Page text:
A thorough and remarkably readable biography of an extraordinary life. Until I began wondering why someone would make a film about this woman, friend to Lawrence of Arabia, I had never heard of Gertrude Bell ("Queen of the Desert", dir. by Werner Herzog, slated for filming in 2013). By the time I finished the first chapter of this book, I was upset that I had not kown of her earlier! Ahead of her time, a strong-willed, educated, intelligent woman, Ms. Bell seems to have met every prominent perso ...more
Katherine Kreuter
While Bell is a great subject for a biography, I thought this particular biographer was a bit too partial and also prone to speculative conclusions. Some of her conjectures were clearly marked as such, but you wonder where else she has stitched remnants into whole fabric. The one place that conjecture was notably absent was regarding Bell's suicide, which the writer almost glosses over. I could have done with her view of why Bell committed this act - was it physical weariness, a fear of being us ...more
Jul 30, 2011 rated it really liked it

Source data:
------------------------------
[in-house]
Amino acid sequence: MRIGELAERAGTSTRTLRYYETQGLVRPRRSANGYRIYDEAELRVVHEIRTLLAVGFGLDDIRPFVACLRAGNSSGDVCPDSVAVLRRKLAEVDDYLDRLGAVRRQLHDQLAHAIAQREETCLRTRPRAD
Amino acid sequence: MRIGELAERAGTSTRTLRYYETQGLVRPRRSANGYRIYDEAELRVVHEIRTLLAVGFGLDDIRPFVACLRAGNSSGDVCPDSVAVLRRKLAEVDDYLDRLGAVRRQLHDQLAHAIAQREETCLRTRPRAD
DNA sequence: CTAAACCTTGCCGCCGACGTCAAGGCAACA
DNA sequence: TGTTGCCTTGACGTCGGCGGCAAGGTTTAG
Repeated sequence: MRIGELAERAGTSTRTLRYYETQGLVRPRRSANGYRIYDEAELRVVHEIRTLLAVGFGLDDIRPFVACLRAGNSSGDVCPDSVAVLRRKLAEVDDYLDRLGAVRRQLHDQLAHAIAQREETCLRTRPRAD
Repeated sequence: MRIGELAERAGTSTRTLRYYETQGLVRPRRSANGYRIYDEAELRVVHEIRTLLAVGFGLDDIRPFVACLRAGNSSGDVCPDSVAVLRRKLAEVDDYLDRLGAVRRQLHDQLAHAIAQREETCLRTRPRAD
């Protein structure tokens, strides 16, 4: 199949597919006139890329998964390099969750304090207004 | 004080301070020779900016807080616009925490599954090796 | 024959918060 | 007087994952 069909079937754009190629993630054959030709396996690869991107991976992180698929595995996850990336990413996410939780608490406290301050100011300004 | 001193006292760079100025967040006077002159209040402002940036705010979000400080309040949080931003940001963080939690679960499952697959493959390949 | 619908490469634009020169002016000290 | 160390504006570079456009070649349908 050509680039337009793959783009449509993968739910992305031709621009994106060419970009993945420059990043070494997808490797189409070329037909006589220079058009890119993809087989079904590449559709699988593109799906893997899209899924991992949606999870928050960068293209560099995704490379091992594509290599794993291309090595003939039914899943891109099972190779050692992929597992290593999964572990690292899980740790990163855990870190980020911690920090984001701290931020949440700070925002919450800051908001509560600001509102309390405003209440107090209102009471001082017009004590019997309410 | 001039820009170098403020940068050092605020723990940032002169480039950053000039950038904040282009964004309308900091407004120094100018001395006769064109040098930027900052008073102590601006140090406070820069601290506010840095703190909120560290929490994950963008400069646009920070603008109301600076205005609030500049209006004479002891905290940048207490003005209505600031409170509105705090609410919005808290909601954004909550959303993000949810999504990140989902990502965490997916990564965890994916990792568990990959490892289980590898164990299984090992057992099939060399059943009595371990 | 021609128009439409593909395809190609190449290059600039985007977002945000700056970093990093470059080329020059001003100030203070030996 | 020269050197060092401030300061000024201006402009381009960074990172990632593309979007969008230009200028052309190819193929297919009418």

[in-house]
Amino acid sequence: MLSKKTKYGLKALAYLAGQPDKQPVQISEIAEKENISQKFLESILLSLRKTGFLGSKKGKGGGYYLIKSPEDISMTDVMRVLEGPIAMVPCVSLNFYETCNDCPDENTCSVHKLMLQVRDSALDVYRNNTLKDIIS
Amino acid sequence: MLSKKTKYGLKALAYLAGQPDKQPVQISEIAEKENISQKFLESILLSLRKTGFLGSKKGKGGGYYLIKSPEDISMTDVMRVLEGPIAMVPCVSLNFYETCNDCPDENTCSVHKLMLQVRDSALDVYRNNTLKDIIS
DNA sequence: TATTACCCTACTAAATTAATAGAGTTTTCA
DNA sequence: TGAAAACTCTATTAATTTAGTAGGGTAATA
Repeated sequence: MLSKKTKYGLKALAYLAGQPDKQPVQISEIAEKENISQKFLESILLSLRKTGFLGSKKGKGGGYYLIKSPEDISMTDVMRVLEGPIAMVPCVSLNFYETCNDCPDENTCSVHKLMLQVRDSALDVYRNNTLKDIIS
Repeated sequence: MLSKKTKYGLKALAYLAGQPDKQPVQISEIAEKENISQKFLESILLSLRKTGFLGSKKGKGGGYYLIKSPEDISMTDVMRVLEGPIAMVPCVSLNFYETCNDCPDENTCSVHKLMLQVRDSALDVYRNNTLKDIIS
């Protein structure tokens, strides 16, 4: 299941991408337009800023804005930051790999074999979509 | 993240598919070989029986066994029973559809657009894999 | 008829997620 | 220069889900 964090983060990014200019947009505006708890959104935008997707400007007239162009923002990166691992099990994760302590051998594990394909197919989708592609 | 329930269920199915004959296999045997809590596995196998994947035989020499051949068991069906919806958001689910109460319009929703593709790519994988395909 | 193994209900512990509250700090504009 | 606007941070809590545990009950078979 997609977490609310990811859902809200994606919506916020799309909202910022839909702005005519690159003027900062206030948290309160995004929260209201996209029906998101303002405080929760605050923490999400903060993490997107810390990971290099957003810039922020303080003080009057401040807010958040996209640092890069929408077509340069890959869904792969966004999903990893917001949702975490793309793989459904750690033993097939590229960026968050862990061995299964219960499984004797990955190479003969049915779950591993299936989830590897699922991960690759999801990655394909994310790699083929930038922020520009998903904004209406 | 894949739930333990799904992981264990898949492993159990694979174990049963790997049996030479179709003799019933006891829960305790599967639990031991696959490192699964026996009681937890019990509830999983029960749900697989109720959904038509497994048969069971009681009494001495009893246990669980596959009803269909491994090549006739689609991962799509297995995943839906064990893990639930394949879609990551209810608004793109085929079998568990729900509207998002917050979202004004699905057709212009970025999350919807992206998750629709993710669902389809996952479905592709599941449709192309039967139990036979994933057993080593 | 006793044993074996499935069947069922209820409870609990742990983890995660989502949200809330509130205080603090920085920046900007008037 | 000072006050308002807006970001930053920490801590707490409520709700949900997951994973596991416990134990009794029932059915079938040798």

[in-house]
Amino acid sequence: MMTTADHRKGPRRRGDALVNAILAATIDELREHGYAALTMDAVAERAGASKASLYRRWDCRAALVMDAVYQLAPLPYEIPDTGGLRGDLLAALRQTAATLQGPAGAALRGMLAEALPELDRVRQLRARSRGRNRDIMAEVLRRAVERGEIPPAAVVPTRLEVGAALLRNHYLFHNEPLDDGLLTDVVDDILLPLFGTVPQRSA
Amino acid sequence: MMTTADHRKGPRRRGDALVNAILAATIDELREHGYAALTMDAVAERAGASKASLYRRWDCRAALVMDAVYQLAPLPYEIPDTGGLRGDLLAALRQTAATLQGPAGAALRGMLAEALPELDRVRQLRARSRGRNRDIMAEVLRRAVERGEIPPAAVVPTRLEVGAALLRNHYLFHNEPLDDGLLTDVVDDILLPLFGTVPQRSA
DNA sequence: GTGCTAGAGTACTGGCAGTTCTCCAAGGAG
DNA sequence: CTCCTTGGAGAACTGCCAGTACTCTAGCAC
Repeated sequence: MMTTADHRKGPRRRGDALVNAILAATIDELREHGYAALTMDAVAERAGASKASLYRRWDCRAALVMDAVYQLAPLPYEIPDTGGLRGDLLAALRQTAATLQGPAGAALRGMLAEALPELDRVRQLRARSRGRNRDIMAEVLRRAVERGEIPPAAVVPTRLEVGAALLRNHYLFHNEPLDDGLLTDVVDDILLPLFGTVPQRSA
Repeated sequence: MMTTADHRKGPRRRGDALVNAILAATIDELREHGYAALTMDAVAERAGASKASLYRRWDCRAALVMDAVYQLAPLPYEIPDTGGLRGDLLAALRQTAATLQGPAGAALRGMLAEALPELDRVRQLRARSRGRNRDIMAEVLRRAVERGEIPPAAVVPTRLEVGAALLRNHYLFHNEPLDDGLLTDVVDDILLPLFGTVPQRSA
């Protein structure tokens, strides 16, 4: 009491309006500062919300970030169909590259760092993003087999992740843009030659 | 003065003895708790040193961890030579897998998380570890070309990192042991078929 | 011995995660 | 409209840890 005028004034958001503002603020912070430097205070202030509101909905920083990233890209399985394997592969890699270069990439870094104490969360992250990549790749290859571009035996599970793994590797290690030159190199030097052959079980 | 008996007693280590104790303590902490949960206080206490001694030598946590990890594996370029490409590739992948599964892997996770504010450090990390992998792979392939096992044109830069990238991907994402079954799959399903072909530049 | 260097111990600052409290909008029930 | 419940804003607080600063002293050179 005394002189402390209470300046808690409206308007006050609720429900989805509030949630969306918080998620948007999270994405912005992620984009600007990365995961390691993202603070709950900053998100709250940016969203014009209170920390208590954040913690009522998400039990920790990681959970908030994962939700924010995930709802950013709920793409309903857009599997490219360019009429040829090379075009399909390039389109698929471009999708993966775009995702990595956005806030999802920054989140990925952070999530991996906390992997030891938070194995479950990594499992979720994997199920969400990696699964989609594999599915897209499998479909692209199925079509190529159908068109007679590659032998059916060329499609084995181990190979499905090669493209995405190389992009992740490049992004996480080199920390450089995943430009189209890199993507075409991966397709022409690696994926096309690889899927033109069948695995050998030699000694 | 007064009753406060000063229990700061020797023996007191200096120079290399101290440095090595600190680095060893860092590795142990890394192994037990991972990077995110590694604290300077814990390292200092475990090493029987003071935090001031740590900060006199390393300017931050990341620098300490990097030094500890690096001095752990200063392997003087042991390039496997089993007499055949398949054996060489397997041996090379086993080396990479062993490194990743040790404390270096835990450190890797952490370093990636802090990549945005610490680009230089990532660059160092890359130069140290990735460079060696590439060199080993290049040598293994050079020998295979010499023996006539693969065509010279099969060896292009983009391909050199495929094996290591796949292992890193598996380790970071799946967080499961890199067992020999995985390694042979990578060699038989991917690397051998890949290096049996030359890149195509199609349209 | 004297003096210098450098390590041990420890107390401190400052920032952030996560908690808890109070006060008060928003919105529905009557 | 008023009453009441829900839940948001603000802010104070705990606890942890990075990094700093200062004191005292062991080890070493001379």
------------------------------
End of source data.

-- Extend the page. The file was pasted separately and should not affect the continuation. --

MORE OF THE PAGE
And that then is my reason for connecting this review with that of Gertrude Bell’s biography. For indeed, how do you begin a biography? Especially with a woman who has lived such a life? A woman who once used to be more famous than T.E. Lawrence (who was a good friend actually), who travelled the Middle East, at a time when women rode side saddle (she had an apron sort of garment made to cover her pants), who climbed mountains (taking off her skirt to do so!), who was daring and brave and advent ...more
Dec 01, 2007 rated it liked it
Recommends it for: history buffs
Shelves: history, mid-east
Fascinating account of a pretty amazing woman. Growing up in Victorian England, Bell received a First at Oxford, became an accomplished mountaineer, and traveled extensively through the desert in Syria and Iraq. Her most noted accomplishment was her involvement in the Arab Revolt during World War I and helping to create an Iraqi nation under the British mandate.

Well-written, well researched - Howell integrates lots of primary sources into her text, but it's not detracting and adds a lot to the